Friday, Oct 24, 2014

No Facebook and Twitter election

If, in 71 per cent of the cases, social media played no role and 70 per cent of the eventual winners had virtually no social media presence in constituencies that have the highest concentration of social media users in the country, it is perhaps wise to recalibrate the importance accorded to social media in Indian elections. ( Source: Express photo by Pradeep yadav ) If, in 71 per cent of the cases, social media played no role and 70 per cent of the eventual winners had virtually no social media presence in constituencies that have the highest concentration of social media users in the country, it is perhaps wise to recalibrate the importance accorded to social media in Indian elections. ( Source: Express photo by Pradeep yadav )
Written by Praveen Chakravarty | Posted: August 22, 2014 12:37 am | Updated: August 22, 2014 1:22 am

“India’s first social media election”, prophesised CNN in an April news headline ahead of the recent general elections. “Social media is playing an important new role in Indian democracy,” proclaimed The New York Times in its January editorial. “Social media is changing the face of Indian general elections,” lectured an NDTV anchor on prime time.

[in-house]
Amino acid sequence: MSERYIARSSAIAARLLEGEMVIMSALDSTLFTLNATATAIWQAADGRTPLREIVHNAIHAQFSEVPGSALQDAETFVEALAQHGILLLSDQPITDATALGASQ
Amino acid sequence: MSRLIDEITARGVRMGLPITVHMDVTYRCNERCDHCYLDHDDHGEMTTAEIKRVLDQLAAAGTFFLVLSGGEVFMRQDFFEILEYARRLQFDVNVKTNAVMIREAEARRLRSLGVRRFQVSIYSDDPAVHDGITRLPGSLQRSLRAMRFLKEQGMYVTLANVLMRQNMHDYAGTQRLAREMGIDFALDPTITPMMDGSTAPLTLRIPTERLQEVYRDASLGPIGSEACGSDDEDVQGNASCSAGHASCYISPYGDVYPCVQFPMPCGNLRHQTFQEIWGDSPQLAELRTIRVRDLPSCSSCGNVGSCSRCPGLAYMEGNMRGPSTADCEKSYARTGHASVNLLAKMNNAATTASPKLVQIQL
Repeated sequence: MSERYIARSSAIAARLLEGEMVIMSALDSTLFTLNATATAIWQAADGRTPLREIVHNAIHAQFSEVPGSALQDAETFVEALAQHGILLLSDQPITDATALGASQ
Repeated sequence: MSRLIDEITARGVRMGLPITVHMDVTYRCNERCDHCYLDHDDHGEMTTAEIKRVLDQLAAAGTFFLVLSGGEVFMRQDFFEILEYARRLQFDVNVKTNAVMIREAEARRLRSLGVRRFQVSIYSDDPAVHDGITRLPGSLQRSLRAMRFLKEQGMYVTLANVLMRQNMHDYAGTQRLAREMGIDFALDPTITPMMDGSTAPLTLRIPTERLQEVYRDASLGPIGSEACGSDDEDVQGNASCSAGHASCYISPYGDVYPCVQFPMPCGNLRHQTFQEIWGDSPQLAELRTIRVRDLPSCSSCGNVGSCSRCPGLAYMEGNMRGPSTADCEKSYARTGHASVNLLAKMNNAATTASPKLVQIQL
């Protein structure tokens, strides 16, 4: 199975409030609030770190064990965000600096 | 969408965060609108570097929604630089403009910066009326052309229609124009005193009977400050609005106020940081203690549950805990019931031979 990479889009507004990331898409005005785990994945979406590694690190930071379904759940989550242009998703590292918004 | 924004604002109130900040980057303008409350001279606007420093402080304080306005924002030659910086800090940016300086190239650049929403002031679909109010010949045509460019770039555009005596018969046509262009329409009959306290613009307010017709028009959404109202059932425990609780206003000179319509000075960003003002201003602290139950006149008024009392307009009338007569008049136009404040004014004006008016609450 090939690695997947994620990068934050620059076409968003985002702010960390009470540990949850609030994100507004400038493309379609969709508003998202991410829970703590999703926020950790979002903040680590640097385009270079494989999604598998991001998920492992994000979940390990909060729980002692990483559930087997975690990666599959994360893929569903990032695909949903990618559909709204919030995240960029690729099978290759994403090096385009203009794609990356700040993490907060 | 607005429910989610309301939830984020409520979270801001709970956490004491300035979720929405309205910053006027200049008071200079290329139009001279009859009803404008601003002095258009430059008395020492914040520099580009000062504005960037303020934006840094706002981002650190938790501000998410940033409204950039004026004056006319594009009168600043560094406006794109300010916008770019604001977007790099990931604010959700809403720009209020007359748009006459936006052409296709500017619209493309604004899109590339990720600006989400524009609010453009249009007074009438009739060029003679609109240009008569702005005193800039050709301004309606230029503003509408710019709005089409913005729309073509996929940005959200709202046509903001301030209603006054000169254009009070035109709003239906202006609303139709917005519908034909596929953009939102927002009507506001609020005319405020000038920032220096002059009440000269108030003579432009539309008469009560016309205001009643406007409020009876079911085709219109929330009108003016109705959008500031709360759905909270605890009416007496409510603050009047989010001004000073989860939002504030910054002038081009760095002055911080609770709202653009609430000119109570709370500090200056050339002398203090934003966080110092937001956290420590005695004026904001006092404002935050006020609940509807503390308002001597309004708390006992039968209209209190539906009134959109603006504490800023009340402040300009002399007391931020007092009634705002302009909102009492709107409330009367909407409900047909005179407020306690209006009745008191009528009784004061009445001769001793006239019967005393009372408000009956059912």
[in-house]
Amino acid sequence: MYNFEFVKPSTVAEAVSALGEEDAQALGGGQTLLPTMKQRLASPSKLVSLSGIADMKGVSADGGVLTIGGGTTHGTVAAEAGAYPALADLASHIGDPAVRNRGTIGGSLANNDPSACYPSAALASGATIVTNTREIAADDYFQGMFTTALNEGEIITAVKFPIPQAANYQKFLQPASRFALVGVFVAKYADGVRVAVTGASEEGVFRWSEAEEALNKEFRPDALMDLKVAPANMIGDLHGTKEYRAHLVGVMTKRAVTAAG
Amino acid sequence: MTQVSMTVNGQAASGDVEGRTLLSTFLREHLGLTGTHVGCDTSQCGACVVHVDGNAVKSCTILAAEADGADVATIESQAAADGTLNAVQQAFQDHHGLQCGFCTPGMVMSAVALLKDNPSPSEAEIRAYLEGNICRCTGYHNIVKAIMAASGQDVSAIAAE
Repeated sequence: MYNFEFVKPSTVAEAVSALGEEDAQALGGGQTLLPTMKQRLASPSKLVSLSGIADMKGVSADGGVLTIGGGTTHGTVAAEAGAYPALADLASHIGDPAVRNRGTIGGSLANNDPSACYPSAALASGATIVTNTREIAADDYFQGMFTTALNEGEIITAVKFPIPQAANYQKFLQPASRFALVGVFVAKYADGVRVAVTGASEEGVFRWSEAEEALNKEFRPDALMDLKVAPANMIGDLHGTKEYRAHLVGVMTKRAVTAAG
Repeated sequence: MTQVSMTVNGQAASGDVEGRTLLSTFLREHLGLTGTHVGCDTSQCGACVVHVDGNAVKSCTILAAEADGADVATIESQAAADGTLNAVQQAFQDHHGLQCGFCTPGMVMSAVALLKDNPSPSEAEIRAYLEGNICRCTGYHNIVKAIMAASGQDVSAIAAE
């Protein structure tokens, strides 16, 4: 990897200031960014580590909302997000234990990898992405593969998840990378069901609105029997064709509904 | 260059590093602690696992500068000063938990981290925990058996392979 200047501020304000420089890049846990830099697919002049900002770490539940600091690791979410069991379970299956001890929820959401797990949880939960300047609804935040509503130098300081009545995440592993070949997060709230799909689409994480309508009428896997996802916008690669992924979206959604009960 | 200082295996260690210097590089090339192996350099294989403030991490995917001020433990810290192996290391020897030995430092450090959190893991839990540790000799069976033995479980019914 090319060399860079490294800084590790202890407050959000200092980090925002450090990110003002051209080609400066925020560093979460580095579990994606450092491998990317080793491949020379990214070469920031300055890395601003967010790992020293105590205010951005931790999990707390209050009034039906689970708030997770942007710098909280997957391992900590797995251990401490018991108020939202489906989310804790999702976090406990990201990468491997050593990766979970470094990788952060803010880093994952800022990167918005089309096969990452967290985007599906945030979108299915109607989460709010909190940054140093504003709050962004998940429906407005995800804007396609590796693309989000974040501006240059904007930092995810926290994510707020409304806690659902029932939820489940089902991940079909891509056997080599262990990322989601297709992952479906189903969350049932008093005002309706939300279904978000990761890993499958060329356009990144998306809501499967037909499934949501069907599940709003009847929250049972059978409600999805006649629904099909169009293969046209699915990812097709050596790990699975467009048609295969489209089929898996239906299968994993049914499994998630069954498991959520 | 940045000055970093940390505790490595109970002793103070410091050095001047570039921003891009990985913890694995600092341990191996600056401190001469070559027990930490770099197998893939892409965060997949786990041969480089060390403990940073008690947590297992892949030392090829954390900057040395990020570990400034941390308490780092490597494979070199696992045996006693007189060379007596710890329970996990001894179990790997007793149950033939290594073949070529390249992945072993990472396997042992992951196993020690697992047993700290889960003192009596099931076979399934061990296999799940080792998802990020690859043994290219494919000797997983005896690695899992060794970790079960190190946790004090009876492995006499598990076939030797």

That an army of first-time voters equipped with the digital weapons of Facebook, Twitter, YouTube, WhatsApp and Google Hangouts will provide the blitzkrieg in the election battle was a popular English media narrative through this year’s general election campaign. The Internet and Mobile Association of India (IAMAI), along with IRIS Knowledge Foundation, supplemented this narrative with a report highlighting 160 out of the 543 Lok Sabha constituencies that were “high impact” and most vulnerable to social media influence.

These constituencies were ostensibly identified based on data gathered of numbers of Facebook, Twitter and other social media users in India, categorised by their geographical location. Predictably, all the urban cities, towns and districts appeared in this list of high-impact constituencies.

Social media marketing agencies mushroomed to peddle advice to novice candidates on bolstering their presence on social media platforms. Likes and retweets were purported to be the new proxies for rallies and crowds. Speeches were predicted to be replaced by 140-character compositions in these “social media” constituencies. Did social media live up to its exalted expectations of an extravagant impact on India’s general elections?

We analysed the social media presence of the winner and runner-up in each of these 160 high-impact constituencies (as defined by the IAMAI/ IRIS report) across 25 states and Union territories by computing a social media index. A social media index is defined simplistically as the sum of the candidate’s Twitter and Facebook followers.

Of the 320 candidates (winner and runner-up in 160 high-impact constituencies), 221 (71 per cent) had no or minimal social media presence. It is of telling significance that 71 per cent of the top two candidates in the 160 constituencies that have the highest social media penetration in the country did not deem it essential to even have a presence on social media for their election campaign.

And 111 (70 per cent) of the winners from these continued…

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